Thursday, April 9, 2015

Old Fashioned Raisin Bread

Old Fashioned Raisin Bread is one of my favorite bread. I love raisins and got introduced to raisin bread at Mancini's Bakery in Pittsburgh (They sell 'Paska', which is a sweet bread with raisins). We would buy once in a month and I would finish it off within a day or two all by myself. But then we moved out from Pittsburgh and I couldn't find anything like that in Atlanta. Then my husband encouraged me to bake my own bread. Once I started making it, we have stopped buying bread from the stores. Nothing like eating freshly baked bread. The whole process of making it is so therapeutic to me. 

My search for raisin bread without cinnamon started few months back. When googled for raisin bread, all I get is recipes for Cinnamon swirl bread. I am not a great fan of cinnamon. But finally I bumped into Nick Malgieri's Raisin bread. It was like finding an oasis in the middle of a desert. I tried making it and it turned out exactly the way I wanted it. I am really thankful for his recipe. I have slightly changed the original recipe and method. Do try it and I hope you all will enjoy it as much as I do :-)

  • Room Temperature Water - 1/2 cup
  • Whole Milk - 1/2 cup, scalded and cooled
  • Active Dry Yeast - 1 1/2 tsp
  • Unbleached Bread Flour - 2 1/2 cups
  • Sugar - 1/6 cup
  • Salt - 3/4 tsp
  • Butter, softened - 2 Tbsp
  • Golden Raisins - 1/2 cup
  • Dark Raisins - 1/2 cup
Note: # Make sure your yeast has not expired.
#You can add 3/4 cup each of the raisins (the original recipe called for total 1 1/2 cups of raisins but I was happy with 1 cup of total raisins).
#If you can't find bread flour, substitute it with All purpose flour (maida).
#Don't skip the step of heating milk. It is because-
"Scalded and cooled milk is used in bread and other yeast doughs, as pasteurization does not kill all bacteria, and with the wild yeasts that may also be present, these can alter the texture and flavor. Recipes old enough to have been based on hand-milked, slowly cooled, unpasteurized, milk specify scalded milk with much more justification, and modern cookbooks tend to maintain the tradition. In addition, scalding milk improves the rise due to inhibition of bread rise by certain undenatured milk proteins". (From Wikipedia)
#I use a stand mixer for kneading my dough. It makes life lot easier. If you don't have one, then make sure you knead the dough for 10- 15 minutes. Kneading helps in the formation of gluten.


Heat the milk up to boiling point and then cool it completely.

Next in a big bowl, add in the water, yeast and room temperature milk. Mix and set it aside.

In another bowl add flour, sugar, salt. Mix well and add it to the bowl containing milk mixture.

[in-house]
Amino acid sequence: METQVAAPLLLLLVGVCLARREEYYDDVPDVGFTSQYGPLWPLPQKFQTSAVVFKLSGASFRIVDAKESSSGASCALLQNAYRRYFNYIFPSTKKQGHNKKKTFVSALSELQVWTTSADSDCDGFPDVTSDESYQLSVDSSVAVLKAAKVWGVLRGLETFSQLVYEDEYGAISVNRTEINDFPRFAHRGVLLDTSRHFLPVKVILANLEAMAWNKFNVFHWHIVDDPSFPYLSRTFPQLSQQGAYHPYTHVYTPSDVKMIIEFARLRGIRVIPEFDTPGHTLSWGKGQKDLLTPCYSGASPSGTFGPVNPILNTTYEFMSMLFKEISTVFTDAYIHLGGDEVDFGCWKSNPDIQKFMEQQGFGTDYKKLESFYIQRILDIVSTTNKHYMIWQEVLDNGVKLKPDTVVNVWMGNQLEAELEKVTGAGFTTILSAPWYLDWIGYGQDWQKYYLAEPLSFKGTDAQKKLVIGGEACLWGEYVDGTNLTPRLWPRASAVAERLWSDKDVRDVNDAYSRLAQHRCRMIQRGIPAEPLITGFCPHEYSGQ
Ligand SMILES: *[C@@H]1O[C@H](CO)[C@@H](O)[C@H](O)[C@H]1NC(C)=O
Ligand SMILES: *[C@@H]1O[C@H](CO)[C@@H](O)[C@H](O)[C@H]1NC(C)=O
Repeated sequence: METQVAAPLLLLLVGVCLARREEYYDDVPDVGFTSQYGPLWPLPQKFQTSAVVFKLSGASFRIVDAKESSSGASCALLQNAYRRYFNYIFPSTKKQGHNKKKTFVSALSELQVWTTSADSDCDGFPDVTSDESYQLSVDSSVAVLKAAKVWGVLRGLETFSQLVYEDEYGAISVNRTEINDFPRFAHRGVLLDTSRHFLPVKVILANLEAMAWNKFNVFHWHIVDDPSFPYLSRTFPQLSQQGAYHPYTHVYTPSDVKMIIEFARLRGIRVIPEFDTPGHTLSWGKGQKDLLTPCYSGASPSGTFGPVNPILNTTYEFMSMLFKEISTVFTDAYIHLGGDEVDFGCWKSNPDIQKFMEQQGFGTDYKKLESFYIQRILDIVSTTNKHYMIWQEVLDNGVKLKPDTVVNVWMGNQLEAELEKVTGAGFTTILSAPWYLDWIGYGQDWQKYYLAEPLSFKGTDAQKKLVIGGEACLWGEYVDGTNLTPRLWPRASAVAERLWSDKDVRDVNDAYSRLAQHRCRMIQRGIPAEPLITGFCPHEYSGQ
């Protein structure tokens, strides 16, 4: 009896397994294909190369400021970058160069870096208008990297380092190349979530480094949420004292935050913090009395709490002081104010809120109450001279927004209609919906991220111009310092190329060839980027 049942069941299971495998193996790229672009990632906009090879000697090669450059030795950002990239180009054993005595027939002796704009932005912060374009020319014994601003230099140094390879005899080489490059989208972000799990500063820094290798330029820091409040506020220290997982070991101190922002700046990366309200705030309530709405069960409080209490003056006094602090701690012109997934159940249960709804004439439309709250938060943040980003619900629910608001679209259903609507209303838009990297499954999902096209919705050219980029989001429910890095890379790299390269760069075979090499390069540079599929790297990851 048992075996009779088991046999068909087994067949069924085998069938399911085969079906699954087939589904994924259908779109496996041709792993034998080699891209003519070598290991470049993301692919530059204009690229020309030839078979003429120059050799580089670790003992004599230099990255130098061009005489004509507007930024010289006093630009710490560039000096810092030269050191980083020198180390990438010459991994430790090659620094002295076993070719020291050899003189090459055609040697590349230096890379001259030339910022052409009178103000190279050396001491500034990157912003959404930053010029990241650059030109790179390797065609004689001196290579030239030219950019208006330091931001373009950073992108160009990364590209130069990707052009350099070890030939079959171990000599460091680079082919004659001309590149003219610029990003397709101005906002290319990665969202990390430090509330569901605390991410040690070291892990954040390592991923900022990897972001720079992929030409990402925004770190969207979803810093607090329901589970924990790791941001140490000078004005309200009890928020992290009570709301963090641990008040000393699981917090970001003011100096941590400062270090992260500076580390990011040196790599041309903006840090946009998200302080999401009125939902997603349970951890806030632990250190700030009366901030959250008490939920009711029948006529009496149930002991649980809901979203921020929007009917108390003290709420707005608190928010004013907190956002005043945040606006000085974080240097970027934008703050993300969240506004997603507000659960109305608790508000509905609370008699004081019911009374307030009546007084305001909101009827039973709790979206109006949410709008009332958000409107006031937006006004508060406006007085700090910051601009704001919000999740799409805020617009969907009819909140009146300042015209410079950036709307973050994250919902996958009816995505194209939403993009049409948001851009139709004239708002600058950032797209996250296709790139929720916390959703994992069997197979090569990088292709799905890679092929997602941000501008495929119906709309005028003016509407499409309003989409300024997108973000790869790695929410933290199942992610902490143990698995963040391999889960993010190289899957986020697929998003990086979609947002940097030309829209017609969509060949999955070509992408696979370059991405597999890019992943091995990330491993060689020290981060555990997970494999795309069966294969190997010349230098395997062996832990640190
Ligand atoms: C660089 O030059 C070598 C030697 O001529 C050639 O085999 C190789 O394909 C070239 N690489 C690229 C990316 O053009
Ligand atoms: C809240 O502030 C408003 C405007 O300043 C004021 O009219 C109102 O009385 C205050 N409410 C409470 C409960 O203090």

Start mixing it in a stand mixer attached with a dough hook or use a wooden spoon. Once everything comes together, add in the softened butter and knead it for a good 7-8 minutes in a stand mixer or 10- 15 minutes using hands. The final dough should be soft, non sticky and elastic. Once done, take the dough on a clean counter.

Then spread it out a little bit using your hands. Then add in the raisins as shown below.

Now gently mix in the raisins so that it gets distributed evenly throughout and form a ball as shown below.

Now place this dough in a greased bowl. Cover it tightly and let it rest in a warm place for an hour or so, until it double in its size.

Once it doubles, take it out gently on the clean counter and punch out the gas gently.

Then roll it like a jelly roll to form a loaf shape.

Place this in a well greased 9x5 loaf pan. 

Close it with a plastic wrap and allow it to rise until the dough rises an inch above the pan (around 30 minutes).

Then bake it in an oven which is preheated to 350F (180c) until an internal temperature of the loaf reads 2ooF (or a light tap on the loaf sounds hollow). It takes around 40- 45 minutes. Once done remove from the oven.

After 2-3 minutes, loosen the edges and remove the loaf and let it cool completely on a wire rack before cutting.
Old Fashioned Raisin Bread is ready!

Serve it along with tea or coffee. Above measurement makes one loaf which can serve 3-4 people.


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  2. Can I make this in bread machine?

  3. Hi Aditi, I don't own a bread machine. So have no idea how it works. Please read the manufacturer's instruction and proceed accordingly. Sorry about that. Let me know if you try it. Good luck :-)

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